West Antarctic ice loss overestimated by NASA sats
Incorrect allowance made for trampoline-like bedrock
Scientists using a network of ground sensors emplaced in Antarctica say that NASA satellites have overestimated the amount of ice that is melting and running off into the ocean from the polar continent.
The new results come from the West Antarctic GPS Network (WAGN), which uses 18 locator stations "bolted to bedrock outcrops" in the Western antarctic to discover "ground truth" regarding the phenomenon of "postglacial rebound", where the bedrock lifts as the mile-thick ice sheet atop it diminishes.
Postglacial rebound is important, as NASA's Gravity Recovery and Climate Experiment (GRACE) satellites estimate ice loss by measuring regional gravitational forces as they fly overhead. Both ice loss and bedrock rebound contribute to GRACE grav-scan readings, and according to the WAGN measurements, rebound figures used to estimate ice loss have now been shown to be wrong.
"The take home message is that Antarctica is contributing to rising sea levels. It is the rate that is unclear," says Ian Dalziel, lead investigator for WAGN.
The WAGN boffins say they are sure that recent figures for ice loss calculated from GRACE readings have been overestimated, but they are not yet sure by how much. However, they say that there is no dispute about the fact that ice is disappearing from the antarctic sheet - this process has been underway for 20,000 years, since the thickness peaked during the last "glacial maximum".
"The published results are very important because they provide precise, ground-truth GPS observations of the actual rebound of the continent," said Vladimir Papitashvili of the Antarctic Earth Sciences Program at the National Science Foundation, which supported the research.
The results are given in the paper Geodetic Measurements of Vertical Crustal Velocity in West Antarctica and the Implications for Ice Mass Balance, published here in the journal Geochemistry, Geophysics, Geosystems (subscriber link). There's also some layman-level exposition from Texas uni here. ®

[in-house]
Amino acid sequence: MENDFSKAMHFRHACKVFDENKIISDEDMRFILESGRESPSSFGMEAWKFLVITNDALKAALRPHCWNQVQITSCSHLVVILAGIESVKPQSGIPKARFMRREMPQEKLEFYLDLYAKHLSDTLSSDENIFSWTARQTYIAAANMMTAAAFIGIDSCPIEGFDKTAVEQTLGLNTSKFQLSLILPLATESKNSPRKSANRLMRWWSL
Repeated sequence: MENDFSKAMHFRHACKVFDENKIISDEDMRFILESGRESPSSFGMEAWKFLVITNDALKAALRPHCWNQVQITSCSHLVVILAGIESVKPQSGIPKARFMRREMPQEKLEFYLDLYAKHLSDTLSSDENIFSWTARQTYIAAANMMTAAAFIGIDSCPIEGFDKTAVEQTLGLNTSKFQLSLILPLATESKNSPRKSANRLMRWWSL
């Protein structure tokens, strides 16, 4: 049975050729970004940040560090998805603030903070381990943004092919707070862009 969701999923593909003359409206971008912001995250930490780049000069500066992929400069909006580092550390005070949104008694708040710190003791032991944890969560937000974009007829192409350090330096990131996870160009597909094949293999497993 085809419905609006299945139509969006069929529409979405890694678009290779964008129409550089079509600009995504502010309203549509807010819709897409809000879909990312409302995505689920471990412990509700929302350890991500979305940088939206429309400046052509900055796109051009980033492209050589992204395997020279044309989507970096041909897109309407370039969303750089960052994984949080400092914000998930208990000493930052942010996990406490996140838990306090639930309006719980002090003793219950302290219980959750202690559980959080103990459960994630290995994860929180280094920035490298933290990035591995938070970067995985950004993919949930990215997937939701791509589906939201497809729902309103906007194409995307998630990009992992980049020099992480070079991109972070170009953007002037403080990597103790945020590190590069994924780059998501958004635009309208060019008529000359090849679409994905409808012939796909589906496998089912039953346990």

At last someone who talks sense.
I think given your viewpoint it seems that every news article is skewed (I mean one's viewpoint, but that sounds a bit posh). I believe in anthropomorphic climate change, but I can be convinced either way - I just don't want to take the risk. From my viewpoint The Register seems biased (and I don't get the argument that they're trying to cause balance because The Reg isn't read by the general population and the best way to get balance is to be balanced). From a sceptic viewpoint the output of, for example, The Independent must seem pretty off the wall.
The problem is that news agencies on both sides are picking individual articles from the thousands and hanging the entire debate on a single source. It's like walking across a road and either banning cars or removing zebra crossings based on the safety of that one crossing.
So can everyone stop trying to prove or disprove climate change and its causes using individual pieces of evidence?
East Antarctica is four times the area of West Antarctica, and the ice cap is deepest (even over the underlying rock) near the pole. Much of West Antarctica comprises the major ice shelves (Ross, Ronne, and Larson, the latter of which is experiencing the most dramatic reduction). Ice shelves already displace their mass in the water, though (meaning any melt from those doesn't raise the sea level).
The journal 'Science' cites the East as gaining 45 +/- 7 gigatons of ice per year.
Just two of many sources of additional info:
Note, please, that I'm not denying that West Antarctica is warming and melting. But there's more to the situation down there than just the West, and the major news outlets' consistent omission of East Antarctic conditions skews viewers' and readers' perceptions.
Stop muddying the water.
You must know that the West is where all the ice is and the East is largely above sea level and made of rock. The East does have a very small amount of increase, but the West is losing 50 gigatonnes of ice per year. Have a look at Rignot et al. in Nature Geoscience.